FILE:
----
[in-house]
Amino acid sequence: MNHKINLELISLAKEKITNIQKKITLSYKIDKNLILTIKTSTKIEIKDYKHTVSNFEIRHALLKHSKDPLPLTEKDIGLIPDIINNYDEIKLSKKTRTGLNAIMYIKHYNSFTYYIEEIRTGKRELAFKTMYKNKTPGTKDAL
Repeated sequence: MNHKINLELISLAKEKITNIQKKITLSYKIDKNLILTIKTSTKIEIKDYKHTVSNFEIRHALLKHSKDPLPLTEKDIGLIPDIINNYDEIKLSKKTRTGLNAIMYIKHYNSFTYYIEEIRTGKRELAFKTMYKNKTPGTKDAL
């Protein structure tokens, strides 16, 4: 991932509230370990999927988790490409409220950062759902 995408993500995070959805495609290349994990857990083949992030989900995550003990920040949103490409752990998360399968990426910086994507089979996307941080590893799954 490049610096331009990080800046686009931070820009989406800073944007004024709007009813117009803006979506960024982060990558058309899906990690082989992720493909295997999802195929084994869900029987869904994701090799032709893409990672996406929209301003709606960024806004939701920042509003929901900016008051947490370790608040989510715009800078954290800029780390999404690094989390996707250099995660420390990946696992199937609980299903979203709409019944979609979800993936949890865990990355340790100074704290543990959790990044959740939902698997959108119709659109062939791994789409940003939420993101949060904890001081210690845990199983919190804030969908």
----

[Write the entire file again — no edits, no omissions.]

[in-house]
Amino acid sequence: MNHKINLELISLAKEKITNIQKKITLSYKIDKNLILTIKTSTKIEIKDYKHTVSNFEIRHALLKHSKDPLPLTEKDIGLIPDIINNYDEIKLSKKTRTGLNAIMYIKHYNSFTYYIEEIRTGKRELAFKTMYKNKTPGTKDAL
Repeated sequence: MNHKINLELISLAKEKITNIQKKITLSYKIDKNLILTIKTSTKIEIKDYKHTVSNFEIRHALLKHSKDPLPLTEKDIGLIPDIINNYDEIKLSKKTRTGLNAIMYIKHYNSFTYYIEEIRTGKRELAFKTMYKNKTPGTKDAL
């Protein structure tokens, strides 16, 4: 991932509230370990999927988790490409409220950062759902 995408993500995070959805495609290349994990857990083949992030989900995550003990920040949103490409752990998360399968990426910086994507089979996307941080590893799954 490049610096331009990080800046686009931070820009989406800073944007004024709007009813117009803006979506960024982060990558058309899906990690082989992720493909295997999802195929084994869900029987869904994701090799032709893409990672996406929209301003709606960024806004939701920042509003929901900016008051947490370790608040989510715009800078954290800029780390999404690094989390996707250099995660420390990946696992199937609980299903979203709409019944979609979800993936949890865990990355340790100074704290543990959790990044959740939902698997959108119709659109062939791994789409940003939420993101949060904890001081210690845990199983919190804030969908």